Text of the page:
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"Say you're sorry."

post #1 of 97
Thread Starter 
My youngest son works at a grocery store and sees all kinds of examples of bad parenting. He came home and asked me why parents forced their kids to appologize.

I explained to him that when he and his brothers were little and did something "bad" I would appologize for them. They were so strong willed that they would want to say they were sorry themself and not want their mommy to do it for them. I don't think I ever forced them to say I'm sorry. They have grown up to be very polite young adults because they want to be.
post #2 of 97
It seems you're not really asking a question, but I hear this a lot from different families, ie: their "Apology Policy." Every family has one, it just might not be self evident or "enforced." I'm with you though. I don't force small people to do anything. Its so conterproductive I feel. I try hard to model good apologizing for my young people as best I can, so humbling... I think many children haven't seen good apologizing in action, and are unaccustom to that humbling feeling. Practice does help though. What I generally communicate with a young one is the need to apologize and the many forms that can take. You know, can you say you're sorry yourself or do you need help? I think true contrition on a child's part is not always forth coming either. So what if they truely don't feel sorry??? Well empathy and sympathy are learned feelings, and a basic discussion about feelings and encouragement to share feelings is deffinitely a step in the right direction. Two fav. resources include Positive Discipline (has a wonderful section of figuring out what a child is mistakingly trying to communicate) and Non-Violent Comm. Very well known to most and easy to recommend. Its astounding to me how much easier communicating is now that I have young people to humble me...don't get me started on comm. with dp... sheesh!
post #3 of 97
I hate to get forced apologies. They aren't sorry.

When you force an apology, the child is now embarassed, and probably a little angry. The thing they are apologising for isn't even an issue any more, and they didn't learn anything.

I DO ask if they WANT to say anything. But, if they don't want to, I say "O.K".

If a child hurts someone, I Do expect them to do their best to fix what they have done though. Sometimes that is an "Are you O.K?", or a pat on the back, or an actual sincere "i'm sorry".

Otherwise, I wish the child would just keep it to themselves, rather than force out an apolgy to me or others. It just ends up feeling worse for everybody.
post #4 of 97
Quote:
Originally Posted by nextcommercial View Post
I hate to get forced apologies. They aren't sorry.

When you force an apology, the child is now embarassed, and probably a little angry. The thing they are apologising for isn't even an issue any more, and they didn't learn anything.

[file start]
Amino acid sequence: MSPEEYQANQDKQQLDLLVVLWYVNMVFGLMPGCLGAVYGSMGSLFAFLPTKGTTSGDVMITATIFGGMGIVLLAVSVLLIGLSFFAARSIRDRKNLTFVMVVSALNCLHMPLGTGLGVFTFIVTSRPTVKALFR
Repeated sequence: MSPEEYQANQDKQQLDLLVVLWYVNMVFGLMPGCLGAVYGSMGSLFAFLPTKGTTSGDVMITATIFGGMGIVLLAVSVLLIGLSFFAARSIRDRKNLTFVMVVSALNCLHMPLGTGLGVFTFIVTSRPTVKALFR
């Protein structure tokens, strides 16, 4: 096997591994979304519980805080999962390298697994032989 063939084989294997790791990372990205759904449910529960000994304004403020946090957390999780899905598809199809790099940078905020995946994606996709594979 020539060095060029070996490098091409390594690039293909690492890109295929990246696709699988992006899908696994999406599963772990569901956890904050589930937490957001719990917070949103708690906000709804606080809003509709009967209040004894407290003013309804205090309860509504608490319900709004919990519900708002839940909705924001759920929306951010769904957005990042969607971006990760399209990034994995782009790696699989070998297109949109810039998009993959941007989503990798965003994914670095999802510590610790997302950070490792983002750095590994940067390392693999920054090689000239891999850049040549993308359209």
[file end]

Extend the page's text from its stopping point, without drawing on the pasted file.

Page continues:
I DO ask if they WANT to say anything. But, if they don't want to, I say "O.K".

If a child hurts someone, I Do expect them to do their best to fix what they have done though. Sometimes that is an "Are you O.K?", or a pat on the back, or an actual sincere "i'm sorry".

Otherwise, I wish the child would just keep it to themselves, rather than force out an apolgy to me or others. It just ends up feeling worse for everybody.
:

Apologies are never forced in our house. It just makes the whole thing worse.
post #5 of 97
I agree that forced apologies are not very productive. However, I do try to facilitate admission of fault, forgiveness, and reconciliation.

I also model it (when I do something wrong that requires an apology).
post #6 of 97

apologizing...

So...my boys are 4 and 6 years old. We have always required them to "make it right" before resuming play when they have done something wrong (ex. hit their brother). If they don't want to apologize, they are then choosing to sit and think about what they've done. We always talk about why an action was "wrong", how it made them feel, and how it made the person they acted against feel. We've found that doing this has led us to have very emotionally intelligent children, who are both extremely compassionate. I don't think this counts as a "forced" apology because they can wait as long as they want to fix it, there are just consequences for waiting (ie. not getting to continue playing). We also ask them "what are you sorry for" so that they can explain to us what they are feeling in their own words - I think this is far more effective them having them parrot a phrase without thinking for themselves!

Btw.... my husband's parents NEVER made him apologize for anything no matter how wrong he was, and they never apologized for anything to him. As an adult, he now acknowledges how hard it is for him to admit that he is wrong, and he really appreciates that we are taking a different approach with our boys.

Also, when we (as parents) screw up, we also will sit down and apologize and talk to the boys about our mistakes. For example, if I feel I've been grumpy or short-tempered with my kids, I will stop myself and sit down with them. I acknowledge that I was short because I'm feeling grumpy and tell them that I am sorry! I think this is so important because I don't want them to grow up thinking that daddy and I are infallible! My six year old is particularly appreciative of this, and I've found him to be quite sensitive when I let him know how I'm feeling "I'm sorry I'm short-tempered... I'm not feeling so good and I shouldn't be short with you - do you ever feel grumpy when you don't feel good?" This has opened the door to many great conversations about how he's feeling and why he acts a certain way in different circumstances...